Has Peloton created a new category and Bees and Butterflies working in harmony. Issue #002.

• 7 min read

Topics covered in this week's newsletter. What impact has being home-bound had on how we stay active and how we work? Has Peloton created a new category? What's the future of the workplace? And, some interesting ideas that are totally worth your time.

Has Peloton created a new category and Bees and Butterflies working in harmony. Issue #002.

For a long time, I've held the belief that products, services and businesses can do a lot more to be customer-centric. A term that is commonly misused and the topic for a future newsletter.

Last week I hosted a digital talk focused on customer-centricity. There were two talks about understanding the human motivations of staying fit and adapting to remote working. They both used Jobs to be Done (short explainer video here) to focus on the outcomes for people, rather than business-focused outcomes. Jobs thinking - putting the human first - can create extraordinary opportunities for business success, as you'll discover in the two case studies below. This is my perspective from Alan and Yann's research which can be watched in full here.

Has Peloton created a new category?

Better understanding what motivates people to stay fit and healthy is an important topic. Pre-pandemic much of the developed world were tackling an obesity crisis. Post-pandemic, that crisis may have gotten worse with many people facing much lower activity levels. One of the success stories during the pandemic has been Peloton whose revenue nearly tripled in Q3 2020. Peloton is an expensive product, and inaccessible for most people, but using Jobs to be Done we can deconstruct what makes it successful. In his talk, Alan Klement shows why people are adopting this new fitness phenomenon. You can watch Alan's presentation starting at 3 mins 22 seconds here.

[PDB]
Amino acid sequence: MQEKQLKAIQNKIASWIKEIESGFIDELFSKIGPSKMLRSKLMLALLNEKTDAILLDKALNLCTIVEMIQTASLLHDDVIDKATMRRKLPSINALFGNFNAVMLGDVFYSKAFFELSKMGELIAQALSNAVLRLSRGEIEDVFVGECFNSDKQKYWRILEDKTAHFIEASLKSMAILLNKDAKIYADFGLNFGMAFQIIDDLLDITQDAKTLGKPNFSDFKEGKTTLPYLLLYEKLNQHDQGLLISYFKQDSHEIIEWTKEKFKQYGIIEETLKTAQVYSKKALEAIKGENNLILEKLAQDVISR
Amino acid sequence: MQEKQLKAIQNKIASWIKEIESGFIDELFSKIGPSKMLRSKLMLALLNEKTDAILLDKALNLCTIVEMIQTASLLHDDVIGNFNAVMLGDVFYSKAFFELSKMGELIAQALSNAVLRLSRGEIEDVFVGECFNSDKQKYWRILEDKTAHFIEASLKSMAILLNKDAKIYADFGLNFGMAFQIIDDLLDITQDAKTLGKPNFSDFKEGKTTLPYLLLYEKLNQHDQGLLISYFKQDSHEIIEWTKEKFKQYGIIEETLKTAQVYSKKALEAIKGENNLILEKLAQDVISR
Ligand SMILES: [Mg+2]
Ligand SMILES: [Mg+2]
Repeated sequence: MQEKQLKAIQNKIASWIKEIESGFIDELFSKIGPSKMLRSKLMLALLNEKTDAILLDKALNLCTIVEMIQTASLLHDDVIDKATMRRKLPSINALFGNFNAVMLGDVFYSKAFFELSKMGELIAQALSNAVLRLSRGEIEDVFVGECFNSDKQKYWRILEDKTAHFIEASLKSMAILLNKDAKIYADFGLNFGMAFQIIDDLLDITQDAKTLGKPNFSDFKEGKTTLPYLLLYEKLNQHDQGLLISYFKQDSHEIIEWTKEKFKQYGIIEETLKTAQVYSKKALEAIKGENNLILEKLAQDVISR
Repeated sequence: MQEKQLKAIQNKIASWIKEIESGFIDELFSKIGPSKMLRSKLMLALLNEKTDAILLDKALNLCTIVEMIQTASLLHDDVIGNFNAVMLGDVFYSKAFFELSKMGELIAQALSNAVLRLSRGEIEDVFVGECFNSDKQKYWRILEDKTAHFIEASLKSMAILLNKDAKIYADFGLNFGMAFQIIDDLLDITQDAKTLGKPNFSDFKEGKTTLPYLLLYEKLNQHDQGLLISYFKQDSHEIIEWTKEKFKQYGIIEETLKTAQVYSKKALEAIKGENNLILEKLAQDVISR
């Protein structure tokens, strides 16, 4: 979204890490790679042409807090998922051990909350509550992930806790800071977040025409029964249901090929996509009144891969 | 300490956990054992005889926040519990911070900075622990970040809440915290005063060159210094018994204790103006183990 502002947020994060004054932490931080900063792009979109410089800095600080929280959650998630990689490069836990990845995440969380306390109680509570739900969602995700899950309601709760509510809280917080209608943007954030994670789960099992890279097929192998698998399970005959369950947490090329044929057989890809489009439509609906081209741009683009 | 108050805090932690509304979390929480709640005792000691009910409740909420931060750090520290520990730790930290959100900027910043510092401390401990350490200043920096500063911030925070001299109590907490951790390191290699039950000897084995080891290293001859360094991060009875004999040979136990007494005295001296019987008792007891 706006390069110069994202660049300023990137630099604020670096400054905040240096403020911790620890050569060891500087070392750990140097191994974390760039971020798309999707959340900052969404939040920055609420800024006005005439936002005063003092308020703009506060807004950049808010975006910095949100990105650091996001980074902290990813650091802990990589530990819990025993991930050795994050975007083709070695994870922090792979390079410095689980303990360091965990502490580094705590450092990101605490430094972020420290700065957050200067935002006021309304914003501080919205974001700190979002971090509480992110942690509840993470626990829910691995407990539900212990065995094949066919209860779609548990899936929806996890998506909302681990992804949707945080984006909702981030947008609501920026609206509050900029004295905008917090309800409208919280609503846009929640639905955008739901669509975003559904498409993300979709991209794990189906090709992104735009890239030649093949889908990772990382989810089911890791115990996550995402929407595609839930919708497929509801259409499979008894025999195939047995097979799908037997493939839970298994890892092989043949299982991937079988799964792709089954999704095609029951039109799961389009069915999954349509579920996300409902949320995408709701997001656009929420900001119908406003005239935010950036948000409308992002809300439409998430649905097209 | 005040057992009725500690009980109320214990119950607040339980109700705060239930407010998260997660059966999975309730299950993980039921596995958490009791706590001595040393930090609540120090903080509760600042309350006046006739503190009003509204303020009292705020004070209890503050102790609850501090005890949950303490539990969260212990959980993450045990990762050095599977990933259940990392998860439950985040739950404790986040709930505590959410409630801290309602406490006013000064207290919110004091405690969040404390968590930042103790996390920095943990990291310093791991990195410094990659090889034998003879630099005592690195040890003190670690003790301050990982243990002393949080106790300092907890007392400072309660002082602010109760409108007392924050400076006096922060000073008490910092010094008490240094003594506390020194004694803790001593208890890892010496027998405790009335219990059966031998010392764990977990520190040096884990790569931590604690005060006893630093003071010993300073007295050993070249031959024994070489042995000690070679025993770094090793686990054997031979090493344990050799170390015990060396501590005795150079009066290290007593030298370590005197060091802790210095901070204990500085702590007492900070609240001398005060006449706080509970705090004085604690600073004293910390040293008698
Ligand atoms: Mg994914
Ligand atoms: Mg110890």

The key takeaways:

Alan's research approach was interesting. He aimed to understand which factors drive the adoption of Peloton's products and services. His research covered these 8 areas:

  1. Catalysts: How are needs created
  2. JTBD Construction: What needs were attached to Peloton
  3. Choice set construction: What other brands did customers consider
  4. Trust building: Factors that increase and decrease customer trust
  5. Imagining use: How different customer types visualise using and identifying with Peloton
  6. Novelty assessment: Why this is new or different
  7. Information foraging: Where customers get their information about Peloton
  8. Willingness to pay assessment: Drivers of adopting Peloton

Having reflected on Alan's research, here are my three key takeaways.

Peloton is creating a new category

Research finding: recent purchasers of Peloton did not consider purchasing any other brand. During the lockdown, many Peloton buyers thought about their fitness options as: "get a Peloton bike or do nothing".

My perspective: this is an enviable market position. A position they've attained because they've understood the human motivations around staying fit. Peloton has not just focused on the features and functions of the physical bike. They have also created an experience that is fun, social and community-driven.

Peloton, Community Experience

The bike represents hard work. The Peloton experience represents encouragement and progress on one's fitness goals.

Peloton is differentiating through experience design, both physical and digital. However, Peloton has also carved out a new market by executing, what Rory Sutherland calls, a psychological moonshot. A psychological moonshot is reframing your weaknesses as positives. Not through technological innovation but using human psychology and design thinking. For example, Sutherland says (referring to the Uber visualisation of the taxi's location on the map):

“The Uber map is a psychological moonshot because it does not reduce the waiting time for a taxi but simply makes waiting 90% less frustrating”